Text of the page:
Meet Higher Education graduate Norma Marquez, a passionate mentor to first-generation students | School of Education

Meet Higher Education graduate Norma Marquez, a passionate mentor to first-generation students | School of Education

Please tell us a bit about yourself

I was born and raised in rural Texas where I attended and graduated from the University of North Texas as a first-generation student. I have dedicated a lot of my work serving first-generation students in non-profit, for-profit and publicly funded educational settings. I currently work as the High School Program Manager for the Pre-Collegiate Program at CU Denver. I have always believed every student has the right to affordable and accessible education and I wanted to continue to help first-generation students achieve post-secondary education. This is why I chose the Master’s in Higher Education (MAHE) program at CU-Boulder. I chose this program as I truly believe it allows any higher education professional to gain insights of all aspects of the student/staff role in higher education. I live in Castle Pines, and the commute was worth it every single time.” 

What is one of the most significant lessons from your time at CU Boulder that you’ll carry with you into the next chapter of your life?

The impact that education can have on a community. Because of the lessons gained through the MAHE program, I was able to assist many of my students at CU Denver  and influence them in ways I would not have been able to without this program. I never thought about the trickle effect education carries, but I will certainly carry this throughout the next chapter of my life.”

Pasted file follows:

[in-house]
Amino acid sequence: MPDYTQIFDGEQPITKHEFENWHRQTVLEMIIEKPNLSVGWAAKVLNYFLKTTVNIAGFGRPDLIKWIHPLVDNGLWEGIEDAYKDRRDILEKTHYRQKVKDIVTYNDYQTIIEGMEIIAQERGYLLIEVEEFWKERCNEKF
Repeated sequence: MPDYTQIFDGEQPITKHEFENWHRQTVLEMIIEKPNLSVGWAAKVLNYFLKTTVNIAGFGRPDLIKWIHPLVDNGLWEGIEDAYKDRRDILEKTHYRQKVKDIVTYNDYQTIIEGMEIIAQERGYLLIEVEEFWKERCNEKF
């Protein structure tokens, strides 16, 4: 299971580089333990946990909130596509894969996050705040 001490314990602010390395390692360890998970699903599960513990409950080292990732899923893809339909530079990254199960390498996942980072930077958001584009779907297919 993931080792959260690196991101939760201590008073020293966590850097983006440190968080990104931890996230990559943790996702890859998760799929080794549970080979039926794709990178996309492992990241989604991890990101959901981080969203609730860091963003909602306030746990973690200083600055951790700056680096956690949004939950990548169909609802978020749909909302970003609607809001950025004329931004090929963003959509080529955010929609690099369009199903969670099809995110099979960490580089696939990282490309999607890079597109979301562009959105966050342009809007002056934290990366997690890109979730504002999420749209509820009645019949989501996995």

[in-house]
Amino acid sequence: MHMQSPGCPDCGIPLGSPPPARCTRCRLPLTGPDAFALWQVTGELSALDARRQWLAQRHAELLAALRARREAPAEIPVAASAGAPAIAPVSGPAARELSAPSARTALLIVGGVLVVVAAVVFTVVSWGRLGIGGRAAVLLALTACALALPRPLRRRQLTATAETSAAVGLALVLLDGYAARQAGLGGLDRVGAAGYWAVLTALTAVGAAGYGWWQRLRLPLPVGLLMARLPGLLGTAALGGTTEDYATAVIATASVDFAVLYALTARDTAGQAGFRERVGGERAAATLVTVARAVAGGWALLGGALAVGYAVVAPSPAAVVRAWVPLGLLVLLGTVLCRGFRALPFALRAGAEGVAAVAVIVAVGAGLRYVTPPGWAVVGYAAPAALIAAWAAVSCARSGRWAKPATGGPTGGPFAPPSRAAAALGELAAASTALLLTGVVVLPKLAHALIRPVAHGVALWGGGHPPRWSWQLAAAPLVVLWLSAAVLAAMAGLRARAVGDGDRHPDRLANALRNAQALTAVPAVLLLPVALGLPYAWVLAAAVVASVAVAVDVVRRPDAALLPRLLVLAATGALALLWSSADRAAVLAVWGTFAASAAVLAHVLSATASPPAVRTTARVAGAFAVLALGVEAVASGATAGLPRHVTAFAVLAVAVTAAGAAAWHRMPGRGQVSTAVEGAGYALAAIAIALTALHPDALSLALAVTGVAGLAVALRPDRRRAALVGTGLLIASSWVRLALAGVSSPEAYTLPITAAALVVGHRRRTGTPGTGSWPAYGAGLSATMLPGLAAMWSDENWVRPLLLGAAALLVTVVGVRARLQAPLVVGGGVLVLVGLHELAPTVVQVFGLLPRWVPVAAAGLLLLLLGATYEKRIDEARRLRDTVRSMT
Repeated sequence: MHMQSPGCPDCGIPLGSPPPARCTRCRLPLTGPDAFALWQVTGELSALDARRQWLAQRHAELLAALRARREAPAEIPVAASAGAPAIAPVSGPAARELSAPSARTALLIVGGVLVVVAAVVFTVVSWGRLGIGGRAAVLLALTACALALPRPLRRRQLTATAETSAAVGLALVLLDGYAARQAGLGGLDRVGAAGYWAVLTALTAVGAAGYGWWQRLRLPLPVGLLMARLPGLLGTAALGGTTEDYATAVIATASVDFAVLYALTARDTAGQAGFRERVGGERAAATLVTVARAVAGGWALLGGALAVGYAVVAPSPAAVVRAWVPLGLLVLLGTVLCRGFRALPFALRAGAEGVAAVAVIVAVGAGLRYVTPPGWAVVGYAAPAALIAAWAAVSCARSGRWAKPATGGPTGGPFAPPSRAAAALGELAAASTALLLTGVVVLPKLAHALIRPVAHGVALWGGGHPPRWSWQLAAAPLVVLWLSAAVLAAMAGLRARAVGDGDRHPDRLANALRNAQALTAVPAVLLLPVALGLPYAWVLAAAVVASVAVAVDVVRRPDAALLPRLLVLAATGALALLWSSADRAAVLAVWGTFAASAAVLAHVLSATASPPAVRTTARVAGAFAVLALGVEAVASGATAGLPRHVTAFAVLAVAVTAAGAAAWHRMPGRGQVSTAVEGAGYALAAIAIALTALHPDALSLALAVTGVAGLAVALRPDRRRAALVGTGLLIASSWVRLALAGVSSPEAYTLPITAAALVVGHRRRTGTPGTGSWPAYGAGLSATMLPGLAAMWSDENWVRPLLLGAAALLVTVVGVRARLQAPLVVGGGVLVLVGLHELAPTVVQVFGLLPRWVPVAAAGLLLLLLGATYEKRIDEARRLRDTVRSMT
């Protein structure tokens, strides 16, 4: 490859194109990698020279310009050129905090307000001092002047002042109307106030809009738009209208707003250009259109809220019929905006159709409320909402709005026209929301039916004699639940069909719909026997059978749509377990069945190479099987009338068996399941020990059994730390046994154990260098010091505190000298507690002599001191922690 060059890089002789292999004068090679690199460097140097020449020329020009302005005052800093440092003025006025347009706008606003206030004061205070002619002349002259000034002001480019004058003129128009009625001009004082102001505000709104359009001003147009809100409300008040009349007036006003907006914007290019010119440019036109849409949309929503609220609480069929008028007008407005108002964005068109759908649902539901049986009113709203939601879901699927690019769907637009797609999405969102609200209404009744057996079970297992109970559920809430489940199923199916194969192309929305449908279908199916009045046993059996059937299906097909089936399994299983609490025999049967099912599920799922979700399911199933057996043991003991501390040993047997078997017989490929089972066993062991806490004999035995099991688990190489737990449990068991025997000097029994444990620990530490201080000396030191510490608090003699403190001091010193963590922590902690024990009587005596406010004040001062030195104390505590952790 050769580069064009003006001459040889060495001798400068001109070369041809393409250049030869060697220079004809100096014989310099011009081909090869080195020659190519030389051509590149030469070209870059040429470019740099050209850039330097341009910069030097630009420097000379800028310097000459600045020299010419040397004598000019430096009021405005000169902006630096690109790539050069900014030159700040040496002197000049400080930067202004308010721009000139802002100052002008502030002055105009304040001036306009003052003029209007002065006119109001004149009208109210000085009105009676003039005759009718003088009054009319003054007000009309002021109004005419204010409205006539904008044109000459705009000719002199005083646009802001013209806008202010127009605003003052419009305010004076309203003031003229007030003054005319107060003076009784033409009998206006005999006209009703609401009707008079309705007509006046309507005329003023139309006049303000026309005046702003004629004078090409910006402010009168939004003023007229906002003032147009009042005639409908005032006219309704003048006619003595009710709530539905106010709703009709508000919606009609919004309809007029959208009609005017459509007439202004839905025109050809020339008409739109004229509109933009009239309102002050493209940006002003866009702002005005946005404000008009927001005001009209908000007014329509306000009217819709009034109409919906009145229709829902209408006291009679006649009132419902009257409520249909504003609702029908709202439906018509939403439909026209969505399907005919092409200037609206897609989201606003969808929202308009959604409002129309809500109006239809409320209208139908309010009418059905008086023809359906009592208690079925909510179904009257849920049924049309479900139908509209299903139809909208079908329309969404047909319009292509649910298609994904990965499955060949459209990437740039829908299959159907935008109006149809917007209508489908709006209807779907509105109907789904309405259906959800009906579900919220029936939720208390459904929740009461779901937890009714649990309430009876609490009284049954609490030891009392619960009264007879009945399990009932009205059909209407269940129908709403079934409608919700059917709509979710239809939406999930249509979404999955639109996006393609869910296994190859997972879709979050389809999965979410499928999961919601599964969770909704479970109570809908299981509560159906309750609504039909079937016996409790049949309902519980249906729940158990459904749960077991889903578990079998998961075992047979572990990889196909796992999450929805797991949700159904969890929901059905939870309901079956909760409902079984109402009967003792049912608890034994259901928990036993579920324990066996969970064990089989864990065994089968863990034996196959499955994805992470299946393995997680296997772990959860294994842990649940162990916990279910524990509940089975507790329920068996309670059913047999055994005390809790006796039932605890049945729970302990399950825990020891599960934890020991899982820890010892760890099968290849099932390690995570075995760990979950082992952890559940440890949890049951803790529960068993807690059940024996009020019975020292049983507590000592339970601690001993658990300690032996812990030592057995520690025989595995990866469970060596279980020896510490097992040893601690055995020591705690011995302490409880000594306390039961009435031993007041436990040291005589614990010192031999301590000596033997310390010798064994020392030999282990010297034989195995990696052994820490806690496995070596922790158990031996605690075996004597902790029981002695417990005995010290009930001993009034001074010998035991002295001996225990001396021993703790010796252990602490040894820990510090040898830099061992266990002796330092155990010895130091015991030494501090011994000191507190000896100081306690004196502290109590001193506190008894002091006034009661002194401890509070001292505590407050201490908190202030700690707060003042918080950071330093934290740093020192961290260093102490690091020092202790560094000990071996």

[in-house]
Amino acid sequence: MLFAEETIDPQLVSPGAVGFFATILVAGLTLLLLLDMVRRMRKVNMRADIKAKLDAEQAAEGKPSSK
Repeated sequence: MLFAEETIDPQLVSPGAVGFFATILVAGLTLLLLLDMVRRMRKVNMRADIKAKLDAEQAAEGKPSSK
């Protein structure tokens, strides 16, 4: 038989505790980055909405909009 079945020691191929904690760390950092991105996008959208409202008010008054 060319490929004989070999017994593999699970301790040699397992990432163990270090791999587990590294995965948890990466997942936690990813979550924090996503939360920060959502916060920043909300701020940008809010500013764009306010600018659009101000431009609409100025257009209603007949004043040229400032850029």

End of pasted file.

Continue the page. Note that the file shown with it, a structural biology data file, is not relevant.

What does graduating from CU Boulder represent for you or your family/community?

My parents immigrated to Texas in the ’90s and are originally from Guanajuato, Mexico. They have both worked very physically demanding jobs, mostly as dairy farmers, throughout their lives to give me and my siblings a better life and opportunities. My siblings and I would not be the successful professionals we are today without their sacrifices. I also took a huge leap of faith when moving out of my parents’ home and coming to Colorado with my partner four years ago. I had no idea I would be going back to school. Graduating from CU Boulder with a master’s degree further validates all the sacrifices, obstacles and challenges my family and I have faced while trying to make a better life and establish ourselves in this country. This further exemplifies how education is the best way out of generational poverty for our communities. I would not be where I am today in my career had it not been for this program.” 

What is your best piece of advice for incoming students?

No matter how much imposter syndrome you may have, BE CONFIDENT IN YOURSELF. I came in with so much imposter syndrome, thinking I didn’t have the skills to succeed. Honestly, I was afraid I wasn’t even going to finish. This program is more than just a classroom, it is a community where you are fully supported in being your authentic self.” 

What are your next steps after graduation?

This program left me with a desire to learn more about how to support historically marginalized students and their desires to achieve post-secondary education. I was accepted in the Educational Doctoral Program at CU Denver with a focus on Justice, Equity, Diversity and Inclusion in Education. I will begin my program this summer and I am very excited to continue my education. I will also continue my role as Program Manager for the Pre-Collegiate Center at CU Denver and use what I have learned in my program to find new ways to continue to support my students.” 

Marquez Photo Collage #1

Marquez Photo Collage #2

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